Blog Site Discontinued June 23, 2017

Welcome. This blog site, healthy eating and food safety, has been discontinued as of June 23, 2017. I look forward to your comments and feedback regarding use of this tool to disseminate educational information.

Monday, March 7, 2016

Avocado Oil

Avocado Oil

Move aside coconut oil; avocado oil is taking center stage!  You can expect to see this oil being used on cooking shows, sold in specialty grocery stores and online. 
Avocado oil is derived by running the avocado fruit through a press. The pulp of the fruit is mashed, and then spun in a drum at high speeds to separate the pulp from the oil.

More is known about the health benefits of whole avocados than about avocado oil. Diets rich in avocados may lower blood pressure as well as cholesterol. The magnesium in whole avocados possesses blood pressure-lowering properties. Whole avocados also contain potassium, which lessens the effect of sodium on the body. It is unclear whether or not these same health benefits are transferrable to avocado oil.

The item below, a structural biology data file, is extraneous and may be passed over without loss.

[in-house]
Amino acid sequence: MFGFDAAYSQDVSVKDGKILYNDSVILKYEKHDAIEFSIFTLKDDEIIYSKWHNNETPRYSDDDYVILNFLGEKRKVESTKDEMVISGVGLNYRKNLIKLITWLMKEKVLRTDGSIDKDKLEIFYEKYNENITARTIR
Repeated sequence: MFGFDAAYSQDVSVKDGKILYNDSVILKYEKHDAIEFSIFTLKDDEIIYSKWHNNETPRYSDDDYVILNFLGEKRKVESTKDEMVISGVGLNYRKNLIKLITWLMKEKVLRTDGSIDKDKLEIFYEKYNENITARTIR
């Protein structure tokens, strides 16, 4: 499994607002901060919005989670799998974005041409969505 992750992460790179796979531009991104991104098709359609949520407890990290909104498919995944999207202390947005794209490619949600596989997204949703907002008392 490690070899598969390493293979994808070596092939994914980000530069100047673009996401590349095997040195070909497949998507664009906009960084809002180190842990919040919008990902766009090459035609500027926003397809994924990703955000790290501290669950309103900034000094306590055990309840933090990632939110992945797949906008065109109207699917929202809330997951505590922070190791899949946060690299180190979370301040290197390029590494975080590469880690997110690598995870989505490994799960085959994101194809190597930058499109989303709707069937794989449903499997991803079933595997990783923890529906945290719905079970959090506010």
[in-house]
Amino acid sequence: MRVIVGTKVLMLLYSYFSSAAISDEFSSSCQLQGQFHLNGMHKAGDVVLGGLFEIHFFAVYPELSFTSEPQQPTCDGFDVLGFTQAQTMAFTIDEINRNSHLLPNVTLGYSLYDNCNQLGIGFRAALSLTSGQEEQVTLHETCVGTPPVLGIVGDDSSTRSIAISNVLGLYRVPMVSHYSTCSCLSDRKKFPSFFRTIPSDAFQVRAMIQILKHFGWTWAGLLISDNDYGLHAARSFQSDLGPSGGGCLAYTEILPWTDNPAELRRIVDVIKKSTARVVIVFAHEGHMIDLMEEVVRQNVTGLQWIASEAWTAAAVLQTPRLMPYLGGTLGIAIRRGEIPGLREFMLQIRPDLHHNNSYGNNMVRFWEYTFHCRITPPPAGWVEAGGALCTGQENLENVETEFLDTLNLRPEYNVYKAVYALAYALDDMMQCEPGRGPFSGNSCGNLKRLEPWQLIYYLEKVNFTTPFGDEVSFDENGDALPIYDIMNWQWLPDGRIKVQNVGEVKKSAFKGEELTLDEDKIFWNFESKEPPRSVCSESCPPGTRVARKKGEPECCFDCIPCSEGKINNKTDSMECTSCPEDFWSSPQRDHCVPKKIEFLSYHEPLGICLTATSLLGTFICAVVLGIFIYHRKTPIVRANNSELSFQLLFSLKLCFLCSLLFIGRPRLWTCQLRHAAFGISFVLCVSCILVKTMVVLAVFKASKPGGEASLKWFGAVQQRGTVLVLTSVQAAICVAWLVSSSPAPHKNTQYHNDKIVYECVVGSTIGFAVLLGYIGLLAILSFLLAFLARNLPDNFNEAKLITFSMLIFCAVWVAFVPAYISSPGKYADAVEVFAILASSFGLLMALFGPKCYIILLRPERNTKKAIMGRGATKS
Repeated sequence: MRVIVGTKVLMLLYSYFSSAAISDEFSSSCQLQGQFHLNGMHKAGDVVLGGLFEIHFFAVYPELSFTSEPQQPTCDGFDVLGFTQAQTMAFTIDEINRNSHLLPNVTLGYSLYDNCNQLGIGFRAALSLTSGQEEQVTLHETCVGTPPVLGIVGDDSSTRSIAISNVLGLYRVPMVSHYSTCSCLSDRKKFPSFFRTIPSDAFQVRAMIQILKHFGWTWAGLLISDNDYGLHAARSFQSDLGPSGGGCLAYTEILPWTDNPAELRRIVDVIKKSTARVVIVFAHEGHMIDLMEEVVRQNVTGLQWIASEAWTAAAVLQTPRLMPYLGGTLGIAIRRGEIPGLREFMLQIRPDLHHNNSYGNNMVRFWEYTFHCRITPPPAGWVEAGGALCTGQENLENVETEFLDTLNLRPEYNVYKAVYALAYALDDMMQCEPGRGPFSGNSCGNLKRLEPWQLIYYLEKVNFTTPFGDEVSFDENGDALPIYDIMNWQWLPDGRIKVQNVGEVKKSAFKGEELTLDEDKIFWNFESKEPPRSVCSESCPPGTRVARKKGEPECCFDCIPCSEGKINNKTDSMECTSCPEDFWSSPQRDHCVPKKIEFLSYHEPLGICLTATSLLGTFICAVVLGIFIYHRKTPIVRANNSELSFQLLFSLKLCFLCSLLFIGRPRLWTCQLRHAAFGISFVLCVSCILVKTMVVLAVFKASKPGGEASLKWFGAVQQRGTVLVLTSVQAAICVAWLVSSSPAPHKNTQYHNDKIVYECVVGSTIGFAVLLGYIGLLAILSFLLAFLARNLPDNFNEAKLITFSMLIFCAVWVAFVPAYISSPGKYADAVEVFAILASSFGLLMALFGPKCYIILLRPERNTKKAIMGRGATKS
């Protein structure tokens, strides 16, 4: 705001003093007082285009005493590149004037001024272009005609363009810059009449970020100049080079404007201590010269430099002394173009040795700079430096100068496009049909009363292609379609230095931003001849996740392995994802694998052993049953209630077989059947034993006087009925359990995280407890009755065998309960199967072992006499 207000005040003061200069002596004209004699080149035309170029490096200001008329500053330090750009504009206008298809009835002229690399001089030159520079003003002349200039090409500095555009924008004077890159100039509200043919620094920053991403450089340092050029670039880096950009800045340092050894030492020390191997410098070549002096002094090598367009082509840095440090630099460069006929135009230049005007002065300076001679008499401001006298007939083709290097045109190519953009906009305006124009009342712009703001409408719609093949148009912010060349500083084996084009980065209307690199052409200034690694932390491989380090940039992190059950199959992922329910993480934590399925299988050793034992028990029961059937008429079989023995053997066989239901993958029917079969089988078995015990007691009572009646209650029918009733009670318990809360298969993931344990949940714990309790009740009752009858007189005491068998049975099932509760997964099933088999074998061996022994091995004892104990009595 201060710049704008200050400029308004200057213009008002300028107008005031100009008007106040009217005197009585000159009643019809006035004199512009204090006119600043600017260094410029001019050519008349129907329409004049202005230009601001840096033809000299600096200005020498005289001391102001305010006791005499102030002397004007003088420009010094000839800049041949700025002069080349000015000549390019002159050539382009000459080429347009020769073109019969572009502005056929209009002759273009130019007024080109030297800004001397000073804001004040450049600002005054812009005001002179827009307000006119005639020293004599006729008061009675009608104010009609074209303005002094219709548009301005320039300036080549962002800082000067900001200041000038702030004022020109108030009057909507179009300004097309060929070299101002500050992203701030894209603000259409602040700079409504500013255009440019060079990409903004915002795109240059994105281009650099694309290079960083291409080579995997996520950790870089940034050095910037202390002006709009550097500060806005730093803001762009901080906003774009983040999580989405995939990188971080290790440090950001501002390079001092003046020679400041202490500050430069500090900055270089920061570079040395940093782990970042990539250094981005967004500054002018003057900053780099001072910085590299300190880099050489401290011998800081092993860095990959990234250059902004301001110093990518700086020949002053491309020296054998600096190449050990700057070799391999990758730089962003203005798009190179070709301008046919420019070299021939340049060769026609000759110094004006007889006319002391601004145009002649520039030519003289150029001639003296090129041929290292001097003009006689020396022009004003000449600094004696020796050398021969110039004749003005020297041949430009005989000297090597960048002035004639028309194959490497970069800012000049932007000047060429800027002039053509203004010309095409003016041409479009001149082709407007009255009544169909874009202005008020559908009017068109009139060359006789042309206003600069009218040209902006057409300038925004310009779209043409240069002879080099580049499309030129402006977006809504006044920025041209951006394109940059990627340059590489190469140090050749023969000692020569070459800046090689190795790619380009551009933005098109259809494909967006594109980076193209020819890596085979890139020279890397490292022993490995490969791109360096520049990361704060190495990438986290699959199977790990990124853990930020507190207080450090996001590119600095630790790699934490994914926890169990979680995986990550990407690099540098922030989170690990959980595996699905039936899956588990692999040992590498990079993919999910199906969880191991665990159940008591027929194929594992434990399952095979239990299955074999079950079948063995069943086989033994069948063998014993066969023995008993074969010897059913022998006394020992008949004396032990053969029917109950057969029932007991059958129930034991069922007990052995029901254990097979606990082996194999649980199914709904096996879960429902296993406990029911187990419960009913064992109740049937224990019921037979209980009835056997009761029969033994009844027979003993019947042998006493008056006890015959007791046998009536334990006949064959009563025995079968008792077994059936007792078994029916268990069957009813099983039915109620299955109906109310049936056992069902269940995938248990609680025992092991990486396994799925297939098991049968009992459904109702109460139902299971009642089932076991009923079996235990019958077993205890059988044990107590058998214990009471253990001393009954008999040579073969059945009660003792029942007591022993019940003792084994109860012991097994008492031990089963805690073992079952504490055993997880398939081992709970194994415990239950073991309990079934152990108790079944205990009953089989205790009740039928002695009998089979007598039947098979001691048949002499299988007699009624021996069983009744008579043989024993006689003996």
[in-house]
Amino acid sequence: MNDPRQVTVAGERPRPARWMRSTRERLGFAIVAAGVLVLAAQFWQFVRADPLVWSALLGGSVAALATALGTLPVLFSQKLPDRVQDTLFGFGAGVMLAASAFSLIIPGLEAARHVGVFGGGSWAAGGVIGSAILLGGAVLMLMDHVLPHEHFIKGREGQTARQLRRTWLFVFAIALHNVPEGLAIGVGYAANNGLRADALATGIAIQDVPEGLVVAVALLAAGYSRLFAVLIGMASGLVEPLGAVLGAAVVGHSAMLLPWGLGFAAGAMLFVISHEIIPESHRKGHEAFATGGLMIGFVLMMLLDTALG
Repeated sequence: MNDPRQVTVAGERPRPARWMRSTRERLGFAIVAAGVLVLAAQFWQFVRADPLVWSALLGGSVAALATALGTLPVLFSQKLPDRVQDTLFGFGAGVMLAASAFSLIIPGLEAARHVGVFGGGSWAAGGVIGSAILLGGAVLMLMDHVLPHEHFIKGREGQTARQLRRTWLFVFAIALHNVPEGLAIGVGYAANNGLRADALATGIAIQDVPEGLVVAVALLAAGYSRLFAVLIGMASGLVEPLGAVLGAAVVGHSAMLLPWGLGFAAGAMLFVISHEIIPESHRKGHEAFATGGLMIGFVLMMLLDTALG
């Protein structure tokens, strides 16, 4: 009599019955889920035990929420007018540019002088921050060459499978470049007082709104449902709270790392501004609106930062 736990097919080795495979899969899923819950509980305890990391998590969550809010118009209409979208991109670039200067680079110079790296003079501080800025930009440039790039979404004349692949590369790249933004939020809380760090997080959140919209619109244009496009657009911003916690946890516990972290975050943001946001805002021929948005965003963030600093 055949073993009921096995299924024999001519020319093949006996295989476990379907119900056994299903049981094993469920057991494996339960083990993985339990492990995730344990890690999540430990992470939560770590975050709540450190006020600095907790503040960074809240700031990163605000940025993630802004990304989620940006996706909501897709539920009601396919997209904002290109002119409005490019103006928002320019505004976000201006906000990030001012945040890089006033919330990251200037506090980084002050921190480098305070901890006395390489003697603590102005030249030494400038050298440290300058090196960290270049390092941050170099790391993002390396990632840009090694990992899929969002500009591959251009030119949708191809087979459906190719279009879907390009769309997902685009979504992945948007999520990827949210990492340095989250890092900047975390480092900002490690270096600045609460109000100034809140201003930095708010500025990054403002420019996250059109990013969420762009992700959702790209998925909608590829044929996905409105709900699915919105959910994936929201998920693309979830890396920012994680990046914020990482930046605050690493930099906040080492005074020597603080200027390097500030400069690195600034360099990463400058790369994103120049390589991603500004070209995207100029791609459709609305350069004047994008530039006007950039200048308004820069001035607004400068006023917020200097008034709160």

Remember that your body needs some fat, but fat is high in calories. The fat in avocados is monounsaturated fat, which is considered a “healthy” fat; however, it is possible to get too much, even of the “good” kinds of fat. Adults should aim for 20–35 percent of their calories from fat, with more coming from monounsaturated and polyunsaturated fat than saturated and trans fat.
Avocado oil has a high smoke point (meaning the oil doesn’t start to break down and burn until a high temperature is reached), making it ideal for searing and browning. Avocado oil can be more expensive than other oils on the shelf. If using avocado oil, stretch it by using equal parts avocado oil and canola oil in recipes.
The flavor of avocado oil is slightly grassy with a very mild avocado flavor. It tastes more neutral than olive oil, especially once it's cooked. Avocado oil is meant for medium-high heat use. That means you can use it to sauté and bake (up to 449°F), but you can't deep fry with it.

Here are some suggestions for using avocado oil.
  • Drizzle it over fish before baking or roasting.
  • Place some in a dish and combine with sea salt or red pepper flakes for a simple dip for bread.
  • Use it to top your guacamole at your next football party.
  • Drizzle it over hummus and serve with crudités.
  • Toss a pound of cubed root vegetables in a tablespoon or two of it and roast for 40 minutes at 400°.
  • Use it instead of olive oil in your favorite salad dressing. Try the one below
    Adapted from Iowa State University Extension 

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